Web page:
Dry windy conditions persist so when heading offshore closely monitor the weather. The shallow Gulf can quickly turn nasty making your new 24-foot bay boat feel small as a canoe.
Staying on to catch just a few more with a black sky and increasing winds approaching is a fool's game.
Never overestimate your abilities as captain or your boat's abilities in bad weather. Better to live to fish another day than to become a statistic.
Capt. George Tunison
Tarpon and snook will be sharing the spotlight for the next several months. As it heats up, many trophy sized female snook will be caught by simply walking the beach and casting into the surf.
Actually walking out into the water and casting parallel to the beach, not way out into the Gulf, is the ticket as snook patrol the edges of the surf zone. Also, if you are in the water you are less likely to be seen than high up on the beach.
Before you head out wading chest deep along the beach near a pass, stop. I'm talking getting in to your knees or less. We host a great number of sharks of all sizes, especially around our passes. Wading waist deep in dark water early or late in the day is not something you'll catch me doing.
A good lure choice is a plain white bucktail jig using a fluorocarbon leader. It's usually gin clear water and the fish can sometimes be line shy.
Long rods and 15-pound braid will allow you to cover water quickly.
If you can stand it, or if you have a bug suit, walk the beach at night with a big noisy topwater for some explosive action and a good shot at a 30-plus-pounder.
Big chuggers and poppers designed for northern striper or rock fish cast far and draw big strikes.
If casting from a boat, cast all the way up on the beach and hop the jig back into the water. Usually it will get hit within the first 5-10 feet of the retrieve.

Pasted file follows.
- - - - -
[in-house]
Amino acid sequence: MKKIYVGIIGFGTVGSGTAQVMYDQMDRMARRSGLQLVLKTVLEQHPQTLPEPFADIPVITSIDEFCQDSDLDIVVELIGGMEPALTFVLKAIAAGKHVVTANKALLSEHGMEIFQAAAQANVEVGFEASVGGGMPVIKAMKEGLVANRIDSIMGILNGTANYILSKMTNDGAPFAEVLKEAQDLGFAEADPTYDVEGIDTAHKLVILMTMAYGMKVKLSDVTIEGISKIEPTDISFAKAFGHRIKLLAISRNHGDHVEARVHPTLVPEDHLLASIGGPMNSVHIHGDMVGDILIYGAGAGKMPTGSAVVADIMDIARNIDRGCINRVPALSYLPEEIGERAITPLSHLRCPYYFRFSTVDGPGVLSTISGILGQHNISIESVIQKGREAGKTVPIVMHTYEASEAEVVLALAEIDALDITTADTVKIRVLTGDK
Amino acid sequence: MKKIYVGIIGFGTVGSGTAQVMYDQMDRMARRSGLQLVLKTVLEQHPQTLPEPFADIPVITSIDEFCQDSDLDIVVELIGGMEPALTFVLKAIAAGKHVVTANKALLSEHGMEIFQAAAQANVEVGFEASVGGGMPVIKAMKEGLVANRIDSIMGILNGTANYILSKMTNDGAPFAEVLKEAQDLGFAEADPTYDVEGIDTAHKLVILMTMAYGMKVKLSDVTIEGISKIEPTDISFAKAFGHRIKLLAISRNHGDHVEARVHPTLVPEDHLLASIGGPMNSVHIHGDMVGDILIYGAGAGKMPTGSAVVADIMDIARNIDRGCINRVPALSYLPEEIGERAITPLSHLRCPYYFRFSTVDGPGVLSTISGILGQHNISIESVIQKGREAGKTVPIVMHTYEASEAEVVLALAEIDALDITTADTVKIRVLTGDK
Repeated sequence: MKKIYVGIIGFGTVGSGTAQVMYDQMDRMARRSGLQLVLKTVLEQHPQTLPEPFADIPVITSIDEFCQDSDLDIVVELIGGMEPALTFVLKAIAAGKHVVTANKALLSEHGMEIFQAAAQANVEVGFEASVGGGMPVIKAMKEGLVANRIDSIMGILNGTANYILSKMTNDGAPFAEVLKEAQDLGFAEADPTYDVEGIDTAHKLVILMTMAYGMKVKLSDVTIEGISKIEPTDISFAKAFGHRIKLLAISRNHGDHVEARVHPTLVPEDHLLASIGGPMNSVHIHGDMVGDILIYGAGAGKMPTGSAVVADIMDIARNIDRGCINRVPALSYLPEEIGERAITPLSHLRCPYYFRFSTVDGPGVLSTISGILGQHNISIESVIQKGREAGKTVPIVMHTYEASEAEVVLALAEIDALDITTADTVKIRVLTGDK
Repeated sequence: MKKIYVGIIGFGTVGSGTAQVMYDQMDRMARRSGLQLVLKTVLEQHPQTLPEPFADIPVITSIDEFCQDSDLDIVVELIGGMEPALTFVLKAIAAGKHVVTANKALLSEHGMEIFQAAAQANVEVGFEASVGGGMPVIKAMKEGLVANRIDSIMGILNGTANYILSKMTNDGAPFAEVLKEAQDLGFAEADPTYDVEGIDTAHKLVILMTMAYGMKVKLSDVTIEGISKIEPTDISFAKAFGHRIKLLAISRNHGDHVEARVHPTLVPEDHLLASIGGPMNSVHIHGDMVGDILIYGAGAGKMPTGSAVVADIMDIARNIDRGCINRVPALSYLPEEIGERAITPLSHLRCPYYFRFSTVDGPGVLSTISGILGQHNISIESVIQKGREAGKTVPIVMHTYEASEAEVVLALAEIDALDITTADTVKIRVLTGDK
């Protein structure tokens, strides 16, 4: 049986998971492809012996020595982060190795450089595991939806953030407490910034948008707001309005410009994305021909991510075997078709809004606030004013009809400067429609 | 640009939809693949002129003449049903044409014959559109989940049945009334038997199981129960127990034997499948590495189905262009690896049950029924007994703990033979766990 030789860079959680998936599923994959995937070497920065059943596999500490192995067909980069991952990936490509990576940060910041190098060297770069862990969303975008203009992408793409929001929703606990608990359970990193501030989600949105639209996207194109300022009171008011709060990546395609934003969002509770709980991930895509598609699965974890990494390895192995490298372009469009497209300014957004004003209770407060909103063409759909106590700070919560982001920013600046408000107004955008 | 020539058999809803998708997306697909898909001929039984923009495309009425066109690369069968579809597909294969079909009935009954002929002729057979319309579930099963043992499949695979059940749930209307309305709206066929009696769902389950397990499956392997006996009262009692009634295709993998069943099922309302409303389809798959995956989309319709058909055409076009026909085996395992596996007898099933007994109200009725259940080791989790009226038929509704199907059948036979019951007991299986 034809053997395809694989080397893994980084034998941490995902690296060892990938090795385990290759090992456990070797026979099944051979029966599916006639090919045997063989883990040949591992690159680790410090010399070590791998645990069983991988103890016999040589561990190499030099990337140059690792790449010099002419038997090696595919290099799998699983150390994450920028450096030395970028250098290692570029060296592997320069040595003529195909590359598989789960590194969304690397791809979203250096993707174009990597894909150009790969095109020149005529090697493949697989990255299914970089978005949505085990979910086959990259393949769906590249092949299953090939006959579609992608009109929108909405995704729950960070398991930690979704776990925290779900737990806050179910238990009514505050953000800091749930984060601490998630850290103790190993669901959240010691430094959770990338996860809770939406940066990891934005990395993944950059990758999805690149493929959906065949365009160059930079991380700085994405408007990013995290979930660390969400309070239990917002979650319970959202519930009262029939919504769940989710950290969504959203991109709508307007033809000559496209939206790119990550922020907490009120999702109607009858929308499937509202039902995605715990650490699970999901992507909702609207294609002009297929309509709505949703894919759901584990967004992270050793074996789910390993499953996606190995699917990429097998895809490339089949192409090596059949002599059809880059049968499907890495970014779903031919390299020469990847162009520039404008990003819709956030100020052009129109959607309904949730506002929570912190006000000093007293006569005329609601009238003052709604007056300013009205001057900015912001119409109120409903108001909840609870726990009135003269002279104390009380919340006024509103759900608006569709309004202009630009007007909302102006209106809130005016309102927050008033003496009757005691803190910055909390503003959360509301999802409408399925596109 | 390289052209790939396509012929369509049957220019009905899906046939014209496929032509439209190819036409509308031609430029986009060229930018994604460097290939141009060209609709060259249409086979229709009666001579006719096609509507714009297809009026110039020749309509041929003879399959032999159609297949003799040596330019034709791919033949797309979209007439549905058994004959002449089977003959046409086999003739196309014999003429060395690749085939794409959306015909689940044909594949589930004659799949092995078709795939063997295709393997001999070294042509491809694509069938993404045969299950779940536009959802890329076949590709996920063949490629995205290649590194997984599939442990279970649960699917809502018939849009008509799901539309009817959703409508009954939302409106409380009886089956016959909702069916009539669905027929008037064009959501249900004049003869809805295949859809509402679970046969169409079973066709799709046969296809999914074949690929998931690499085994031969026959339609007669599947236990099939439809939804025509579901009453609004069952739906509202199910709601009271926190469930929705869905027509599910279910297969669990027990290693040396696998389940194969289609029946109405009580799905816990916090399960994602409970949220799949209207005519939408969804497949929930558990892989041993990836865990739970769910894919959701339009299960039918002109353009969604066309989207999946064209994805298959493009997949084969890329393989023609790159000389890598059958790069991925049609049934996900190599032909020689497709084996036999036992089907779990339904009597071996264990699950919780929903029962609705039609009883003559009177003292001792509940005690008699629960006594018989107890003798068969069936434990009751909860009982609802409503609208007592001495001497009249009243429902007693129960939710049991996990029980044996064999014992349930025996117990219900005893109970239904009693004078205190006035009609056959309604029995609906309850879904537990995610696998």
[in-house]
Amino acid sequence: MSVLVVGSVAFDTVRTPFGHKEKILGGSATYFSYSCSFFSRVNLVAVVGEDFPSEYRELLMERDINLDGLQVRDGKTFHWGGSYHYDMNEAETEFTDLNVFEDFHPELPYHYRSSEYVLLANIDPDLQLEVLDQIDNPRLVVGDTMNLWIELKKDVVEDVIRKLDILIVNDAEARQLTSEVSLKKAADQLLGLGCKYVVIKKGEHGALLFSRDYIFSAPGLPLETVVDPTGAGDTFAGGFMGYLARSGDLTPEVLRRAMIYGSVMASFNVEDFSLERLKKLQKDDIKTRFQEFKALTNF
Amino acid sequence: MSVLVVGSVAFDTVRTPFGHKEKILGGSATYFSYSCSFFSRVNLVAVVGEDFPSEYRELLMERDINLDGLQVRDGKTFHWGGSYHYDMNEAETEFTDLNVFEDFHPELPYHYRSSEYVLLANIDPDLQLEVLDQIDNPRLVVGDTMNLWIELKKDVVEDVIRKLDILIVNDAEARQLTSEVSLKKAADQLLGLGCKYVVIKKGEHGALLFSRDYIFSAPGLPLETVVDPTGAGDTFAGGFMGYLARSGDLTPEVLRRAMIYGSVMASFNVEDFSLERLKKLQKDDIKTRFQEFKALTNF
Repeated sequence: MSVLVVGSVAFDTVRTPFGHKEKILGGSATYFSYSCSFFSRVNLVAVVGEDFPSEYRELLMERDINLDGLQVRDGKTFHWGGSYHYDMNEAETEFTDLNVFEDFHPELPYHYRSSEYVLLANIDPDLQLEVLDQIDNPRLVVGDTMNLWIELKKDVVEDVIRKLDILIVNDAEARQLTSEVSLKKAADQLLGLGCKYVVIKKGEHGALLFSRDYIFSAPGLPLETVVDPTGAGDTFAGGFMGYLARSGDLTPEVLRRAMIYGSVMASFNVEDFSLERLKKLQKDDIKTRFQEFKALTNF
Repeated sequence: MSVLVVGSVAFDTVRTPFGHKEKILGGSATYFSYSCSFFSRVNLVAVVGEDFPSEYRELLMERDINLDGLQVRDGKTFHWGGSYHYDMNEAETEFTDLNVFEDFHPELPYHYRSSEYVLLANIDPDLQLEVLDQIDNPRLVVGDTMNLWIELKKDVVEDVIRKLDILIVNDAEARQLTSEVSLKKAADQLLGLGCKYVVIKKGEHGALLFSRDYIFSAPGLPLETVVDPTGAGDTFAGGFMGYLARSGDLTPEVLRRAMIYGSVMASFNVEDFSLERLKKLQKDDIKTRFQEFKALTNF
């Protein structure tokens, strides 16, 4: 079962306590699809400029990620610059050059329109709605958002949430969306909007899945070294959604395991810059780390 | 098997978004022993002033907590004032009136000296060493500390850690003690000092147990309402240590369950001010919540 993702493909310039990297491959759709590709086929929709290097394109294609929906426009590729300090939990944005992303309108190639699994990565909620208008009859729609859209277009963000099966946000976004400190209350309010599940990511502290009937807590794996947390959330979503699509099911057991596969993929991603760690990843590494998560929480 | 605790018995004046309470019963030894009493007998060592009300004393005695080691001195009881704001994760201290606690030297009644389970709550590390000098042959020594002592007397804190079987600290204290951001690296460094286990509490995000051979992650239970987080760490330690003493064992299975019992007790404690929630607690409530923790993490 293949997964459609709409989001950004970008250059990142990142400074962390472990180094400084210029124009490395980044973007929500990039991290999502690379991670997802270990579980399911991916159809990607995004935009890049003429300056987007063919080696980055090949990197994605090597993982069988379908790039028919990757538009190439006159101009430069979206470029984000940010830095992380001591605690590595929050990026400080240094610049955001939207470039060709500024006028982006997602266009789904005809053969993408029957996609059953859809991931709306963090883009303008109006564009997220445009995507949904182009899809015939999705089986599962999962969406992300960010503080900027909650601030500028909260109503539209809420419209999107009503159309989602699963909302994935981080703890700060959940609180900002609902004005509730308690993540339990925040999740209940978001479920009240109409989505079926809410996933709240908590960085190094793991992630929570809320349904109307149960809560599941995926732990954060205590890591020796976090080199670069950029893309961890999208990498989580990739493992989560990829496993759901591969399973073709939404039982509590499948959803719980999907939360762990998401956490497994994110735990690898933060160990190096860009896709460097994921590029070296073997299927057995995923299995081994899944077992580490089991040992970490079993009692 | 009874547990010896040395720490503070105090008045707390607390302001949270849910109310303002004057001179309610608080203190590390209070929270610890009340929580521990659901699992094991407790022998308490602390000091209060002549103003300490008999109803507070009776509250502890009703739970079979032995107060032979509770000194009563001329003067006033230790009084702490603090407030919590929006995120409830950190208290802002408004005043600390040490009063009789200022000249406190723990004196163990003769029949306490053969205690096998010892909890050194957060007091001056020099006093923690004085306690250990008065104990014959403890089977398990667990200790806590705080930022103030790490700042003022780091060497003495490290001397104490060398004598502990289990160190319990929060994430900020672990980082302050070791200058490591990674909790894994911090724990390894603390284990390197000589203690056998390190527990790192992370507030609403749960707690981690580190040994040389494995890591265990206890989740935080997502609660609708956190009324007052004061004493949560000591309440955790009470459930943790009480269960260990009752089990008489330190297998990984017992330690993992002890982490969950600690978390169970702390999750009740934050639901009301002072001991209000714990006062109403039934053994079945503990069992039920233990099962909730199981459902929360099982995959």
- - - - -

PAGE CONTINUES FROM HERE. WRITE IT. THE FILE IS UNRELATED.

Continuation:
Walking along the surf and casting is a very relaxing and pleasant experience. Fly fisherman can get a great shot at a good snook as well.
Inshore lures and flies work great around mangrove shorelines. Topwater lures are snook favorites. Most swimming plugs like the X-Rap by Rapala are always a winner as well as the various Mirr-O-lure models.
Actually, most of your bass plugs will work. Just add some beefier split rings and go up a size or two in saltwater hooks and they are ready for duty.
Never count out the gold spoon and plastic shrimp, such as the old standby, the D.O.A.
First time tarpon fishing and need to decide between mono and braid? Go with mono. Its ability to give or stretch will keep more fish on the hook.
For conventional reels spool up with 30-50-pound good quality mono tied to a 50-120-pound leader depending on if you're fishing open water or around heavy structure like a bridge.
For casting plugs or jigs I favor 60-pound braid tied to a fluorocarbon leader testing 60 to 80 pounds.
When joining thin braid to fat mono you may want to double the braid then tie your knot. Simply double, tie, then trim the excess. Better still, double the main braid line with a Bimini Twist or an easy-to-tie doubling knot called the Spider Hitch, then attach the leader.
The fight to protect our river, beaches and coast continues. As the black water season draws near I urge every resident to protest loudly and at every opportunity, or not complain.
This debacle has gone on for far too long under both Democrat and Republican watch, and continues.
The politician's favorite friend? A silent citizen.
Capt. George Tunison is a Cape Coral resident fishing guide. Contact him at 239-440-1621 or email@example.com.